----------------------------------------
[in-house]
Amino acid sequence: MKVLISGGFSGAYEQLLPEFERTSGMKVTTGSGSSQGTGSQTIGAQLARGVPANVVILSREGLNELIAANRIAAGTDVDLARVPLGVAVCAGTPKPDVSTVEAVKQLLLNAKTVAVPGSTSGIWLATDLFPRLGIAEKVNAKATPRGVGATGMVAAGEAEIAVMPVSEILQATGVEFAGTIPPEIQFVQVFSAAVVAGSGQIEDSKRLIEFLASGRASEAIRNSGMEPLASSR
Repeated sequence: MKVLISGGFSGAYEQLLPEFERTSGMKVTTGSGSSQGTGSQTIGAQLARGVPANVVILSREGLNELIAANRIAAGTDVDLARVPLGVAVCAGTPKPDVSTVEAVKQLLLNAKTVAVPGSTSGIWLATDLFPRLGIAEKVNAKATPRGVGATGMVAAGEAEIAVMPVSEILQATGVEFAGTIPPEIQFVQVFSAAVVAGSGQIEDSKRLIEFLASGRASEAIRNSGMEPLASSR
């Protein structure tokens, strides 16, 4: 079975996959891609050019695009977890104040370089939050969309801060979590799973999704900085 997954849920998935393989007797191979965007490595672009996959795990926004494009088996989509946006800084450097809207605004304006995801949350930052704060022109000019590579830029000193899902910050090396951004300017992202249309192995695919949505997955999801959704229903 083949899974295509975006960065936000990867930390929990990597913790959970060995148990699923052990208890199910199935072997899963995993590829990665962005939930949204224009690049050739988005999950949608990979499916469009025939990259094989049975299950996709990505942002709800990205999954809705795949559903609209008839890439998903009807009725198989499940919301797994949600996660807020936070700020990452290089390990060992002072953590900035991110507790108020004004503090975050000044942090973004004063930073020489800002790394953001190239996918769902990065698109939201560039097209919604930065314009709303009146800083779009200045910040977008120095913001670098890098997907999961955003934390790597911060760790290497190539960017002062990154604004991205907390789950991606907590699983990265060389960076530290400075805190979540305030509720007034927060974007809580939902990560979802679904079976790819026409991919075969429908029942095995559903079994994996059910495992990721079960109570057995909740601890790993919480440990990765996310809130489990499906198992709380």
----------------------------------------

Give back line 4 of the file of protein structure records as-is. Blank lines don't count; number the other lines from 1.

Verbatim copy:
């Protein structure tokens, strides 16, 4: 079975996959891609050019695009977890104040370089939050969309801060979590799973999704900085 997954849920998935393989007797191979965007490595672009996959795990926004494009088996989509946006800084450097809207605004304006995801949350930052704060022109000019590579830029000193899902910050090396951004300017992202249309192995695919949505997955999801959704229903 083949899974295509975006960065936000990867930390929990990597913790959970060995148990699923052990208890199910199935072997899963995993590829990665962005939930949204224009690049050739988005999950949608990979499916469009025939990259094989049975299950996709990505942002709800990205999954809705795949559903609209008839890439998903009807009725198989499940919301797994949600996660807020936070700020990452290089390990060992002072953590900035991110507790108020004004503090975050000044942090973004004063930073020489800002790394953001190239996918769902990065698109939201560039097209919604930065314009709303009146800083779009200045910040977008120095913001670098890098997907999961955003934390790597911060760790290497190539960017002062990154604004991205907390789950991606907590699983990265060389960076530290400075805190979540305030509720007034927060974007809580939902990560979802679904079976790819026409991919075969429908029942095995559903079994994996059910495992990721079960109570057995909740601890790993919480440990990765996310809130489990499906198992709380």